Mean - Maple Help

Statistics

 Mean
 compute the arithmetic mean

 Calling Sequence Mean(A, ds_options) Mean(M, ds_options) Mean(X, rv_options)

Parameters

 A - M - X - algebraic; random variable or distribution ds_options - (optional) equation(s) of the form option=value where option is one of ignore, or weights; specify options for computing the mean of a data set rv_options - (optional) equation of the form numeric=value; specifies options for computing the mean of a random variable

Description

 • The Mean function computes the arithmetic mean of the specified random variable or data set.
 • The first parameter can be a data set (e.g., a Vector), a Matrix data set, a distribution (see Statistics[Distribution]), a random variable, or an algebraic expression involving random variables (see Statistics[RandomVariable]).

Computation

 • By default, all computations involving random variables are performed symbolically (see option numeric below).
 • All computations involving data are performed in floating-point; therefore, all data provided must have type[realcons] and all returned solutions are floating-point, even if the problem is specified with exact values.

Data Set Options

 The ds_options argument can contain one or more of the options shown below. More information for some options is available in the Statistics[DescriptiveStatistics] help page.
 • ignore=truefalse -- This option controls how missing data is handled by the Mean command. Missing items are represented by undefined or Float(undefined). So, if ignore=false and A contains missing data, the Mean command will return undefined. If ignore=true all missing items in A will be ignored. The default value is false.
 • weights=Vector -- Data weights. The number of elements in the weights array must be equal to the number of elements in the original data sample. By default all elements in A are assigned weight $1$.

Random Variable Options

 The rv_options argument can contain one or more of the options shown below. More information for some options is available in the Statistics[RandomVariables] help page.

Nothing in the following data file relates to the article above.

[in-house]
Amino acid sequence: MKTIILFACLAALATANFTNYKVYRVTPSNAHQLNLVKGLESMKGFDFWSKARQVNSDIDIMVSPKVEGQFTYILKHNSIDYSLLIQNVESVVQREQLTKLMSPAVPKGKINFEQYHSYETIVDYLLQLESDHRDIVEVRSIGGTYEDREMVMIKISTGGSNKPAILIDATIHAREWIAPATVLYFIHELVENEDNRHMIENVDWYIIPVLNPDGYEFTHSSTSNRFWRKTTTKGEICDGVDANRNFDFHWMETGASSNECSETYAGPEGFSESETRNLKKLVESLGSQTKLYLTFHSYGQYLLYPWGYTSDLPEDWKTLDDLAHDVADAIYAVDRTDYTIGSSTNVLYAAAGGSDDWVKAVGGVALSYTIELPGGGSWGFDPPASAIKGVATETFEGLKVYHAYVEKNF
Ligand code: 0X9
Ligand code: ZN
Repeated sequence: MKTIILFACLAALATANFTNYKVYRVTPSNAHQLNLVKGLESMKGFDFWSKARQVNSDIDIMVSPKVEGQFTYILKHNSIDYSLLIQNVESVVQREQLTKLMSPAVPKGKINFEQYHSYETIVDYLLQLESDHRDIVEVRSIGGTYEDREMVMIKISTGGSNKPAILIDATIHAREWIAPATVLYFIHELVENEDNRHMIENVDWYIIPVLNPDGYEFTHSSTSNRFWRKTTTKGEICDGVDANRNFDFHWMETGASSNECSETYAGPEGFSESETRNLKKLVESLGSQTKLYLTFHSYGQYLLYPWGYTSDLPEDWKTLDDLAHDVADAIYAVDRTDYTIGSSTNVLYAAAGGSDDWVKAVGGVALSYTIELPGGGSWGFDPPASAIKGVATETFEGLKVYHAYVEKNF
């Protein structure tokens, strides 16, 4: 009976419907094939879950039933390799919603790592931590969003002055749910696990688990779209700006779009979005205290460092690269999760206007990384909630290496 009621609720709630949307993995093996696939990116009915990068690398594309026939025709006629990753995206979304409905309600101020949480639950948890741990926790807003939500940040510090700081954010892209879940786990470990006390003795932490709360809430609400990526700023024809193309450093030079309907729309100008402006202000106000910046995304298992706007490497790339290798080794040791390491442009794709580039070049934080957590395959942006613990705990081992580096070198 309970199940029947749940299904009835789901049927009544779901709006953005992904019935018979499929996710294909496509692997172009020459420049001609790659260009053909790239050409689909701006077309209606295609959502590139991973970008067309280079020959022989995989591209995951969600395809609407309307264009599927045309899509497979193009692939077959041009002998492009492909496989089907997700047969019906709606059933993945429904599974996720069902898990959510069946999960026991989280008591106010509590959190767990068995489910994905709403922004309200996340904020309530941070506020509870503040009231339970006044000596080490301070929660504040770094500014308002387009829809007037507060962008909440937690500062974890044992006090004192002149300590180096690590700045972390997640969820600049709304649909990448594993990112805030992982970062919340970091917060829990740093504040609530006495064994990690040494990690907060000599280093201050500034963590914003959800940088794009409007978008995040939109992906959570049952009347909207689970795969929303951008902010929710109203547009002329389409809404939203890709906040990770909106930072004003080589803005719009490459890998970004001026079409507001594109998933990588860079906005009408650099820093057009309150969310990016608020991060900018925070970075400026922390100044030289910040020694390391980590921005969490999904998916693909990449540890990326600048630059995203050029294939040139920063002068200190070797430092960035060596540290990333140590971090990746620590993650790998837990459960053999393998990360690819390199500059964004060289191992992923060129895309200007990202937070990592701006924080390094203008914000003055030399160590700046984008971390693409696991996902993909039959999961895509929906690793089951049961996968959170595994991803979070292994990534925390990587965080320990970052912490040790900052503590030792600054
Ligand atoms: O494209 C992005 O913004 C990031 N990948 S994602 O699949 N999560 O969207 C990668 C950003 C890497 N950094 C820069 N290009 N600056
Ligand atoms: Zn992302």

• numeric=truefalse -- By default, the mean is computed using exact arithmetic. To compute the mean numerically, specify the numeric or numeric = true option.

Examples

 > $\mathrm{with}\left(\mathrm{Statistics}\right):$

Compute the mean of the beta distribution with parameters p and q.

 > $\mathrm{Mean}\left('\mathrm{Β}'\left(p,q\right)\right)$
 $\frac{{p}}{{p}{+}{q}}$ (1)

Use numeric parameters.

 > $\mathrm{Mean}\left('\mathrm{Β}'\left(3,5\right)\right)$
 $\frac{{3}}{{8}}$ (2)
 > $\mathrm{Mean}\left('\mathrm{Β}'\left(3,5\right),\mathrm{numeric}\right)$
 ${0.3750000000}$ (3)

Generate a random sample of size 100000 drawn from the above distribution and compute the sample mean.

 > $A≔\mathrm{Sample}\left('\mathrm{Β}'\left(3,5\right),{10}^{5}\right):$
 > $\mathrm{Mean}\left(A\right)$
 ${0.374552146221966}$ (4)

Compute the standard error of the sample mean for the normal distribution with parameters 5 and 2.

 > $X≔\mathrm{Normal}\left(5,2\right)$
 ${X}{≔}{\mathrm{Normal}}{}\left({5}{,}{2}\right)$ (5)
 > $B≔\mathrm{Sample}\left(X,{10}^{6}\right):$
 > $\left[\mathrm{Mean}\left(X\right),\mathrm{StandardError}\left[{10}^{6}\right]\left(\mathrm{Mean},X\right)\right]$
 $\left[{5}{,}\frac{{1}}{{500}}\right]$ (6)
 > $\mathrm{Mean}\left(B\right)$
 ${4.99767796589286}$ (7)

Create a beta-distributed random variable $Y$ and compute the mean of $\frac{1}{Y+2}$.

 > $Y≔\mathrm{RandomVariable}\left('\mathrm{Β}'\left(5,2\right)\right):$
 > $\mathrm{Mean}\left(\frac{1}{Y+2}\right)$
 ${-}\frac{{1167}}{{2}}{-}{1440}{}{\mathrm{ln}}{}\left({2}\right){+}{1440}{}{\mathrm{ln}}{}\left({3}\right)$ (8)
 > $\mathrm{Mean}\left(\frac{1}{Y+2},\mathrm{numeric}\right)$
 ${0.3697556758}$ (9)

Verify this using simulation.

 > $C≔\mathrm{Sample}\left(\frac{1}{Y+2},{10}^{5}\right):$
 > $\mathrm{Mean}\left(C\right)$
 ${0.369733204929286}$ (10)

Compute the mean of a weighted data set.

 > $V≔⟨\mathrm{seq}\left(i,i=57..77\right),\mathrm{undefined}⟩:$
 > $W≔⟨2,4,14,41,83,169,394,669,990,1223,1329,1230,1063,646,392,202,79,32,16,5,2,5⟩:$
 > $\mathrm{Mean}\left(V,\mathrm{weights}=W\right)$
 ${Float}{}\left({\mathrm{undefined}}\right)$ (11)
 > $\mathrm{Mean}\left(V,\mathrm{weights}=W,\mathrm{ignore}=\mathrm{true}\right)$
 ${67.0208503203261}$ (12)

Consider the following Matrix data set.

 > $M≔\mathrm{Matrix}\left(\left[\left[3,1130,114694\right],\left[4,1527,127368\right],\left[3,907,88464\right],\left[2,878,96484\right],\left[4,995,128007\right]\right]\right)$
 ${M}{≔}\left[\begin{array}{ccc}{3}& {1130}& {114694}\\ {4}& {1527}& {127368}\\ {3}& {907}& {88464}\\ {2}& {878}& {96484}\\ {4}& {995}& {128007}\end{array}\right]$ (13)

We compute the mean of each of the columns.

 > $\mathrm{Mean}\left(M\right)$
 $\left[\begin{array}{ccc}{3.20000000000000}& {1087.40000000000}& {111003.400000000}\end{array}\right]$ (14)

References

 Stuart, Alan, and Ord, Keith. Kendall's Advanced Theory of Statistics. 6th ed. London: Edward Arnold, 1998. Vol. 1: Distribution Theory.

Compatibility

 • The M parameter was introduced in Maple 16.